"You have to be proactive and anticipate what a client wants even before they know they want it," Kristina Dorsey, client director at CQ Roll Call, told us at a Customer Onboarding and Retention event earlier this year. "It's about making sure that our clients are educated on our value proposition, and know that we're the only one doing this—legislative tracking, advocacy, and news and analysis—as well as keeping up with what's going on with the market."
Elizabeth Green, CEO of Brief Media, also talked about the concept of the "one and only" being a key to renewals during her keynote at BIMS last week. When she saw how popular author Donald Plumb was in the industry, she approached him and said that they could give him more exposure. That led to content that could be accessed daily instead of a one-off book, a Q&A session at a conference—"No other conference has this amazing privilege"—and the launching of a new app.
"The clinking of champagne glasses you heard is that at 11 am this morning we hit the million-dollar mark for the year on Dr. Plumb's revenue—$84.95 each time someone subscribes," Green told us. "And renewal rates are 85-90%. It's the fastest growing part of our business."
When it comes to renewals, reminding subscribers of what they would be losing—in Brief Media's case, Dr. Plumb's content—is preeminent. "Great renewal copy threatens a loss—of security, well-being, opportunity, or all three," Jim Sinkinson wrote in his Commandments for a High-ROI Renewal Series.
Here are four other commandments from Sinkinson:
1. Remind subscribers of your big promise—how are you improving their lives every day. Every element in your renewal series should be doing this.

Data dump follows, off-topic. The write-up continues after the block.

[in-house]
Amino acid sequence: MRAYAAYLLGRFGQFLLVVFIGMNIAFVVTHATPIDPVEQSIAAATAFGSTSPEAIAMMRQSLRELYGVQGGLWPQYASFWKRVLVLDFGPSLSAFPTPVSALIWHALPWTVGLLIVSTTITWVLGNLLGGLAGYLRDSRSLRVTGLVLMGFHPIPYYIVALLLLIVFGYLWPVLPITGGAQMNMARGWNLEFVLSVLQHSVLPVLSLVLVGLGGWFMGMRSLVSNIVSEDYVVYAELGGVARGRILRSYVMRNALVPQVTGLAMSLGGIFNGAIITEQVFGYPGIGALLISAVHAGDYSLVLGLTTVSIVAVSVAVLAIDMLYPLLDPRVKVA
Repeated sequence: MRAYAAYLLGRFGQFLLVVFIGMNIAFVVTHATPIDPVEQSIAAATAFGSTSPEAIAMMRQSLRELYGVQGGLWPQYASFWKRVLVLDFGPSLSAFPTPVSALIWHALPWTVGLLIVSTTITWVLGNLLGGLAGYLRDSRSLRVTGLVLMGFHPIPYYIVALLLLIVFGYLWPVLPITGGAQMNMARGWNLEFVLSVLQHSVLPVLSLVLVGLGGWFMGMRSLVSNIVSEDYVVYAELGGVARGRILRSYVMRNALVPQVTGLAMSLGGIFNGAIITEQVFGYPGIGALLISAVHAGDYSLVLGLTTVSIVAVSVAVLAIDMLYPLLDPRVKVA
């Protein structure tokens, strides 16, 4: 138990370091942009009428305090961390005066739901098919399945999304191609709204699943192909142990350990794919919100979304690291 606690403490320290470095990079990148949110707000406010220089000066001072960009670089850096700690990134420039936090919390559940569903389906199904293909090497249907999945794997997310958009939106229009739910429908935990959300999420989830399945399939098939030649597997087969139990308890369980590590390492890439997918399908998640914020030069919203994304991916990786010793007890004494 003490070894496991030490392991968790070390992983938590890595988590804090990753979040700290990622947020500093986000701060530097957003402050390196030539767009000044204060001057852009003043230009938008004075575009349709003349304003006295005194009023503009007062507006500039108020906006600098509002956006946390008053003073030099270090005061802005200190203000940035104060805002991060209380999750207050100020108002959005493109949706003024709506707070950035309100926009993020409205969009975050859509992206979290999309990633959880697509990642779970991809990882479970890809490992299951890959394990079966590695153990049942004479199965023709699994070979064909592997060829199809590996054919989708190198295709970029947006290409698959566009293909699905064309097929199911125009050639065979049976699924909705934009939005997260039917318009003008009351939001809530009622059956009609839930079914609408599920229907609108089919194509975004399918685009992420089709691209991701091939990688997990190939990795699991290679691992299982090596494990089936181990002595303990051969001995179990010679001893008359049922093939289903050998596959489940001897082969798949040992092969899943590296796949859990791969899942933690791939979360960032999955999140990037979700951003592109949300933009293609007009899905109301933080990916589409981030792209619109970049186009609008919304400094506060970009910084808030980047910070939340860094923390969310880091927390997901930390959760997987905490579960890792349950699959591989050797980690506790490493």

2. Portray a vivid, scary future absent the benefits you provide (e.g. inside advice, competitive intelligence).
3. Don't limit renewal efforts to invoice look-alikes. Added inserts (e.g., questionnaires, lift letters) work.
4. Stay in constant contact. More notices are usually better. Don't forget renewal-at-birth and regular expire programs.
Dorsey gave these successful efforts towards renewals in her session.
5. Make in-person visits. "There is a lot to be said about in-person visits—it's one of the most overlooked things," she said.
6. Provide internal training. "Make sure that people inside your organization are emphasizing and representing the organization how you want them to."
7. Educate your clients. This is incredibly important, Dorsey said. "What do people want to know about? First, how to be successful and second, figuring out what other people are doing."
8. Provide handouts and takeaways. Dorsey wants to address the post-session feeling of clients who say, "I totally forgot how I do that when I left the building." "The handouts reiterate exactly what we showed them so they can quickly emulate what we did. Think of it as an instruction manual that you're leaving with them afterwards."
9. Add personal touches. Dorsey said this may sound "corny and cheesy" but it works. "I realized pretty quickly that this goes a long way. She sends handwritten thank-you notes for high-dollar clients—something she learned from her mother. And she buys cupcakes. She sent them to one client after an in-person meeting, writing that, "we're thinking of you." "They still remember that during every renewal," she said.
10. Build a continuous feedback loop. Make clients feel they have impact on what you're creating, Dorsey said. She told of a time they had to overhaul the interface. "We had clients come into our office, give testimony to our product team. Any time they feel have a direct channel, not just to the CSM